I've been playing with the Dynamic Language Runtime (DLR) and IronRuby lately, and one of the things I've found particularly interesting is the DLR Hosting API, which allows you to bring up the DLR and execute and evaluate scripts inside any .NET 2.0 application.

If you haven't played with the DLR before, it might be worth mentioning that the DLR is the Microsoft.Scripting.dll assembly you'll find in the one of the projects shipping with it (it may sound stupid to actually mention it, but it actually took me some time to find out that was it).

Several versions of the DLR are around, given that it is still in in heavy development, including some early builds in the Silverlight 1.1 alpha, IronPython and IronRuby. For now, I've been playing with the version that's in the IronRuby SVN repository.

The core, low-level hosting interfaces in the DLR are in the Microsoft.Scripting.Hosting namespace, but there are several classes you can use in Microsoft.Scripting  that make the whole process a lot easier.

Keep in mind that I'm writing this as I learn more of the DLR and IronRuby, so there's a chance I make some mistakes along the way :-). Also, the whole hosting API (and IronRuby itself) is in full development, and will likely change a lot in the following months.

The "long" way around

There are actually several ways you can use the DLR hosting interfaces, depending on the level of control and flexibility you need, as well as whether you want to host it locally (inside the same Appdomain) or remotely. Let's start with the long way of doing it (I will only discuss local hosting for now).

The first thing to look at is the ScriptDomainManager class. When hosting the DLR locally, this works as a singleton instance through the CurrentManager property. The ScriptDomainManager gives you a way to get access to the language providers supported by the DLR, like those of IronRuby or IronPythong. In fact, you can register new language providers if needed using the RegisterLanguageProvider() method.

Once you have the ScriptDomainManager, you can use the LanguageProvider for the language you want to; the easiest way is by looking it up using the file extension used for the language, like ".py" for Python, ".rb" for IronRuby and so on, or by using it's name. Each of the currently supported languages are recognized by several names; for example the language provider for IronRuby can be retrieved using "rb", "ruby" or "ironruby".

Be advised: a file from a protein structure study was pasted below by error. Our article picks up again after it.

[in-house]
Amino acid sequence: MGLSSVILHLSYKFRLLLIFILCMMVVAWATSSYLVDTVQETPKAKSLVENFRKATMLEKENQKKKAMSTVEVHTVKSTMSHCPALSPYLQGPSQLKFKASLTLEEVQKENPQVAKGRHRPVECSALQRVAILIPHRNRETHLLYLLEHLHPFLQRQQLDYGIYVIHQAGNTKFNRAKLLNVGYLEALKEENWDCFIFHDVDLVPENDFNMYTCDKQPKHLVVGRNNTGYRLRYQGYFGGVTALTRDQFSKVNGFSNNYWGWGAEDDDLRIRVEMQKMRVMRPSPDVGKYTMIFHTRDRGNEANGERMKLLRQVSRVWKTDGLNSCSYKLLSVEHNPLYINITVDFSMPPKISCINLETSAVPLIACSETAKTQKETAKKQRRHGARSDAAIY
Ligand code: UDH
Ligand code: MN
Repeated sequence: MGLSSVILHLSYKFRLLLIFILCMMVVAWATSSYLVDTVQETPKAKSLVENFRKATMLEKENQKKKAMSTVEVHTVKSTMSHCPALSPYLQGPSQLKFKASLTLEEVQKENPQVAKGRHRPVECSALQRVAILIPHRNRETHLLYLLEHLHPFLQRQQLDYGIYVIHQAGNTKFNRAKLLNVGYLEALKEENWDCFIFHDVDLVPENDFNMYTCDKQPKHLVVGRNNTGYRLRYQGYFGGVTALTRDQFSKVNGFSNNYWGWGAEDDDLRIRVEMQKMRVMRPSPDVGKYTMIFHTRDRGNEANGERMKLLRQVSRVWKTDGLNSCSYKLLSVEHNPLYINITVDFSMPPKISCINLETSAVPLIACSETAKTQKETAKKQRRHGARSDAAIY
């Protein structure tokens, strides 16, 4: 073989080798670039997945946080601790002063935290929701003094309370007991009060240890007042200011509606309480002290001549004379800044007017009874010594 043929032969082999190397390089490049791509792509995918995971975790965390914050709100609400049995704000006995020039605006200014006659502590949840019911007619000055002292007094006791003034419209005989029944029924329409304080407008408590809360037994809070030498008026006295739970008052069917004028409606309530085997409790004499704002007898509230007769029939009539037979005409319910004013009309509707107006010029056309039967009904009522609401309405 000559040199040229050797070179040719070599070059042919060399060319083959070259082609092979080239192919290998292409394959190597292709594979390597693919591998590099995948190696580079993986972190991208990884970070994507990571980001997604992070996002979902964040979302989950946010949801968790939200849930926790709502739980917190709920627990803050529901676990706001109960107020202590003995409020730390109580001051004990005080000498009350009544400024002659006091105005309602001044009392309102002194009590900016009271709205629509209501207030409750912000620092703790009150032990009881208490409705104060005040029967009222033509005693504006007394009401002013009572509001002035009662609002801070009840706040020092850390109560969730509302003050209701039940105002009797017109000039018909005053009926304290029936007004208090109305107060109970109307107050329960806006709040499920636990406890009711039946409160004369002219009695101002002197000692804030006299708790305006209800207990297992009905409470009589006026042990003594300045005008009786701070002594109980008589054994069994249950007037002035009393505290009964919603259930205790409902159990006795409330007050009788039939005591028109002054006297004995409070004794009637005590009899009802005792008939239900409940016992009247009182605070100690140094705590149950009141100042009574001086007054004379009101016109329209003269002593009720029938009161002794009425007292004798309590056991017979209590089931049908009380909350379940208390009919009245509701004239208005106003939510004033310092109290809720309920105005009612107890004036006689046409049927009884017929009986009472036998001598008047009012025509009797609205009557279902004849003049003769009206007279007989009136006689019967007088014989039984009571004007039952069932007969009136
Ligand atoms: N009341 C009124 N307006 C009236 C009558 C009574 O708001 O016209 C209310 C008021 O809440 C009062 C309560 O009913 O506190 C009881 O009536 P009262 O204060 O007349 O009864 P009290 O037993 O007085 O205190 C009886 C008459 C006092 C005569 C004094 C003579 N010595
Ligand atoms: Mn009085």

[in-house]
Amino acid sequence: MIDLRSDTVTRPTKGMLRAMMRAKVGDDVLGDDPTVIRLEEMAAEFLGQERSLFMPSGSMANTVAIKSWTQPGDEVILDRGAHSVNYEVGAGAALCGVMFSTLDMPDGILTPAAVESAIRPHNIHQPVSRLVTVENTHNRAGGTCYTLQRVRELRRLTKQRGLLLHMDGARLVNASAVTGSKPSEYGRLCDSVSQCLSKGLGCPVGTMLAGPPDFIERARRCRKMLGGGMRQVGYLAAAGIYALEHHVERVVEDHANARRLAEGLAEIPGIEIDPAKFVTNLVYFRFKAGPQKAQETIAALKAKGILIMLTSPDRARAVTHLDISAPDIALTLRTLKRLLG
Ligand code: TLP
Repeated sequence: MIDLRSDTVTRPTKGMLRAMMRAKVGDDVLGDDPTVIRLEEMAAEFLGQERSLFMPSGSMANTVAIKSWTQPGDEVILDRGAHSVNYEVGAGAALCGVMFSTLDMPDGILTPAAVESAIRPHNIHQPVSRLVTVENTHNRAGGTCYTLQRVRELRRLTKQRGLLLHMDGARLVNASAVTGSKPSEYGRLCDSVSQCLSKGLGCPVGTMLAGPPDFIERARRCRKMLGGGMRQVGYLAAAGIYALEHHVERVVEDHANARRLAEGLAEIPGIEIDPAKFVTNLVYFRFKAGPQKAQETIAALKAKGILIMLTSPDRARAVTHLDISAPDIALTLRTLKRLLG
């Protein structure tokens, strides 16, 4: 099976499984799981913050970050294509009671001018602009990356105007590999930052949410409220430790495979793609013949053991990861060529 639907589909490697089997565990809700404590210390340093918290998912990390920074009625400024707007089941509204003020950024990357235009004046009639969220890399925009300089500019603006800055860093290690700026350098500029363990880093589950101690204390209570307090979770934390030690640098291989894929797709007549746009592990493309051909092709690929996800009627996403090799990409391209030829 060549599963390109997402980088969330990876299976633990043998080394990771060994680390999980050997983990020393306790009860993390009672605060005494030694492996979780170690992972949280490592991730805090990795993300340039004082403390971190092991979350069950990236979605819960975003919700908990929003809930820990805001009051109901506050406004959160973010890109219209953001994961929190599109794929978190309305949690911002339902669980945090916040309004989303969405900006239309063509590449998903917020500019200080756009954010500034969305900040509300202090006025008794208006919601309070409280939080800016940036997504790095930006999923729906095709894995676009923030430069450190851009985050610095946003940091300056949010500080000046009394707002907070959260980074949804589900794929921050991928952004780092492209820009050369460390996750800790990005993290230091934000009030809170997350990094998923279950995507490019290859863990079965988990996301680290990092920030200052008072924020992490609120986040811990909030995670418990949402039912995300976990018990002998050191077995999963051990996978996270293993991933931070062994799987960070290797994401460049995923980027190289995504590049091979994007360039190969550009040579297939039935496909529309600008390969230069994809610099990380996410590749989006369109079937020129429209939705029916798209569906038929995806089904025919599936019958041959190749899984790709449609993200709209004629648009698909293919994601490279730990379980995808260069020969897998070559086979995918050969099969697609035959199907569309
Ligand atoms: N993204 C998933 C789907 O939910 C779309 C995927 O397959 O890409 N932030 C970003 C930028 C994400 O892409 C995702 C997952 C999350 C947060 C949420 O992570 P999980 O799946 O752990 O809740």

ScriptDomainManager manager = ScriptDomainManager.CurrentManager;
LanguageProvider ruby =
   manager.GetLanguageProvider("ruby");
   // could also be
   // manager.GetLanguageProviderByFileExtension(".rb");

Now we can ask for the ScriptEngine for our language and ask it to execute a script directly from a file:

ScriptEngine eng = ruby.GetEngine();
eng.ExecuteFile(@"e:\Tests\DlrHost\SampleScript.rb");

We could also first compile the script into a module, manipulate it, and then execute it:

IScriptModule mod = 
   eng.CompileFile(@"e:\Tests\DlrHost\SampleScript.rb""Sample");
// manipulate module
mod.Execute();

Or perhaps you have some piece of script in a string somewhere and you want to execute it directly instead of writing it to a file first:

string script = "puts \"Hello World!\"";
ICompiledCode code = eng.CompileCode(script);
code.Execute();

The engine also allows you to evaluate an expression instead of simply executing the code, which can be useful as well. As you can see, there are many ways you can load and execute code in the DLR.

The short way

Even though "the long way" isn't really lengthy or complex at all, the DLR does provide an easier way: the Microsoft.Scripting.Script class. Script has a bunch of static methods that allow you to compile, evaluate and execute code on the local ScriptDomainManager.